Coinbase Delisted BUSD Due to Liquidity Concerns
- Coinbase listed BUSD last April.
- Paxos Trust has operated BUSD since 2019 and was recently ordered to stop minting the stablecoin.
Coinbase CEO Brian Armstrong has offered a deeper explanation of the exchange’s decision to delist the Binance USD (BUSD) stablecoin. Armstrong spoke on Bloomberg TV on Wednesday morning and explained that Coinbase had concerns about BUSD’s liquidity. Coinbase previously stated that delisting BUSD was because the stablecoin did not meet its listing standards as determined by its own internal monitoring and review procedures.
While speaking to Bloomberg, Armstrong explained,
The reason we did that was that Paxos, the issuer of BUSD, had been ordered to stop minting it, so we were concerned about liquidity issues for our customers.
The New York Department of Financial Services (NYDFS) recently ordered Paxos to stop minting the BUSD stablecoin, citing complications in Paxos and Binance’s relationship. The Securities and Exchange Commission was also set to sue Paxos for selling an unregistered security.
Data from CoinGecko shows that BUSD is the third-largest stablecoin by market capitalization with a total value of almost $10 billion, only below USDT and USDC stablecoins. Paxos Trust has been operating BUSD since its launch in 2019.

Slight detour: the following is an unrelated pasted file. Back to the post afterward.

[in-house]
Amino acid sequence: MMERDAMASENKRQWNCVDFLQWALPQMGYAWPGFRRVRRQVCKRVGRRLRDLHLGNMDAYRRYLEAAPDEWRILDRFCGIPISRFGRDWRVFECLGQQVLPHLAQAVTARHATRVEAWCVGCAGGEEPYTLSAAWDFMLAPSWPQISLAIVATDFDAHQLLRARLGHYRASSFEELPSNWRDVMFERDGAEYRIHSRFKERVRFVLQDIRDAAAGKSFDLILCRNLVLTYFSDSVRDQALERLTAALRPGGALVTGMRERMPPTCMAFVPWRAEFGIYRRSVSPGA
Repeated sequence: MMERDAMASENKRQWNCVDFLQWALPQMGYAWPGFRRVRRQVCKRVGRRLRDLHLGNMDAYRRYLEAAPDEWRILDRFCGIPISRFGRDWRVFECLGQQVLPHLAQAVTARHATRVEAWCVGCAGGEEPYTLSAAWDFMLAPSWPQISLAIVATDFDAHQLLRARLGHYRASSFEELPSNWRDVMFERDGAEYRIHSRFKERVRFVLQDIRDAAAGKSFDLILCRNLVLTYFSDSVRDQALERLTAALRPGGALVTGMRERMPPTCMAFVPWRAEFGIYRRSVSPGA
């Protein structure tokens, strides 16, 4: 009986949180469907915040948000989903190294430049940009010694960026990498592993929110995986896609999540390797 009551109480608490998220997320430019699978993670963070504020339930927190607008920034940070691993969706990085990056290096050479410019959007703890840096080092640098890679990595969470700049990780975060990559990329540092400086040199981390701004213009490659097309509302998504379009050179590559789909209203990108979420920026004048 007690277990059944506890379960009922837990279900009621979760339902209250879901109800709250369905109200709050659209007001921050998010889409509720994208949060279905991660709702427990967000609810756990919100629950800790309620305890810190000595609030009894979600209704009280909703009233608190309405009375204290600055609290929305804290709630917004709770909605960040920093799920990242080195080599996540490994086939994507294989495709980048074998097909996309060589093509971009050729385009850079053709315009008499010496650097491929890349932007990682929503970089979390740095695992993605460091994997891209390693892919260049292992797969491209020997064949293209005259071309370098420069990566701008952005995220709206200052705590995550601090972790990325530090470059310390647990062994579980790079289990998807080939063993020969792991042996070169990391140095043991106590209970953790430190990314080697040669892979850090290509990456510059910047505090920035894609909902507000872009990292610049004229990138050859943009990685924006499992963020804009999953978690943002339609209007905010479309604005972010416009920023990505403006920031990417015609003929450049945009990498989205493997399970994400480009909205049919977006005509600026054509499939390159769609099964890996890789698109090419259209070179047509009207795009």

Interestingly, Coinbase only listed BUSD last April. Top exchanges such as Coinbase list different stablecoins to give customers a diversity of trading pairs against other crypto assets. Customers occasionally exchange one stablecoin for another. Also, listing multiple tokens offers redundancy in the case that one token loses reputation or credibility. So, the recent ban on minting BUSD could see more exchanges delisting the stablecoin.
Timothy Cradle, Director of Regulatory Affairs at Blockchain Intelligence Group, sees Coinbase’s decision to halt BUSD trading as an effort to evade regulators who would claim the exchange allowed the trading of unregulated securities.
Cradle said in a recent interview,
They’re probably coming to the same conclusion that I think most rational people would come to. This is going to end in a settlement, the cease-and-desist [order] is going to be somewhat permanent, and Paxos would have to register with the SEC to re-launch the coin.
Cradle also claimed that exchanges adopted similar measures in 2020 following the SEC’s XRP dispute with Ripple. At the time, top exchanges, including Coinbase, temporarily suspended trading XRP due to the yet-to-be-resolved case between the SEC and Ripple.